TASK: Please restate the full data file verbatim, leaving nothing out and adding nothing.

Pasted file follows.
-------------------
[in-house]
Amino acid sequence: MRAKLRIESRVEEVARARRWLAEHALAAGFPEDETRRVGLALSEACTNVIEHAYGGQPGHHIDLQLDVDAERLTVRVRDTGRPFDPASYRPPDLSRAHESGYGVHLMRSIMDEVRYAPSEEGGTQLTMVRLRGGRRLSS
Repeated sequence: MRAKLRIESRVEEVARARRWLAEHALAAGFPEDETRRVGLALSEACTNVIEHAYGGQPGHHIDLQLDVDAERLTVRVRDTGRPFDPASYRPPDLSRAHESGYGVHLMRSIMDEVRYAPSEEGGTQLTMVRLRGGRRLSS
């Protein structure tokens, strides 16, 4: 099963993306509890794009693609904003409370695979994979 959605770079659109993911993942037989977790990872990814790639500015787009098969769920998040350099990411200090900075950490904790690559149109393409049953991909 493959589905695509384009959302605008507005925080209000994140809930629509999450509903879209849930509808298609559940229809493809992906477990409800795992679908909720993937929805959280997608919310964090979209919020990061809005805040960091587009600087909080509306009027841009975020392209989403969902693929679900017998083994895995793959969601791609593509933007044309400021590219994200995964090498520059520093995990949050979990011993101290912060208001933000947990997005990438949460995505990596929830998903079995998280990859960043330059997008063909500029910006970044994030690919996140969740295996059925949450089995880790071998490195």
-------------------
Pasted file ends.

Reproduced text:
[in-house]
Amino acid sequence: MRAKLRIESRVEEVARARRWLAEHALAAGFPEDETRRVGLALSEACTNVIEHAYGGQPGHHIDLQLDVDAERLTVRVRDTGRPFDPASYRPPDLSRAHESGYGVHLMRSIMDEVRYAPSEEGGTQLTMVRLRGGRRLSS
Repeated sequence: MRAKLRIESRVEEVARARRWLAEHALAAGFPEDETRRVGLALSEACTNVIEHAYGGQPGHHIDLQLDVDAERLTVRVRDTGRPFDPASYRPPDLSRAHESGYGVHLMRSIMDEVRYAPSEEGGTQLTMVRLRGGRRLSS
């Protein structure tokens, strides 16, 4: 099963993306509890794009693609904003409370695979994979 959605770079659109993911993942037989977790990872990814790639500015787009098969769920998040350099990411200090900075950490904790690559149109393409049953991909 493959589905695509384009959302605008507005925080209000994140809930629509999450509903879209849930509808298609559940229809493809992906477990409800795992679908909720993937929805959280997608919310964090979209919020990061809005805040960091587009600087909080509306009027841009975020392209989403969902693929679900017998083994895995793959969601791609593509933007044309400021590219994200995964090498520059520093995990949050979990011993101290912060208001933000947990997005990438949460995505990596929830998903079995998280990859960043330059997008063909500029910006970044994030690919996140969740295996059925949450089995880790071998490195």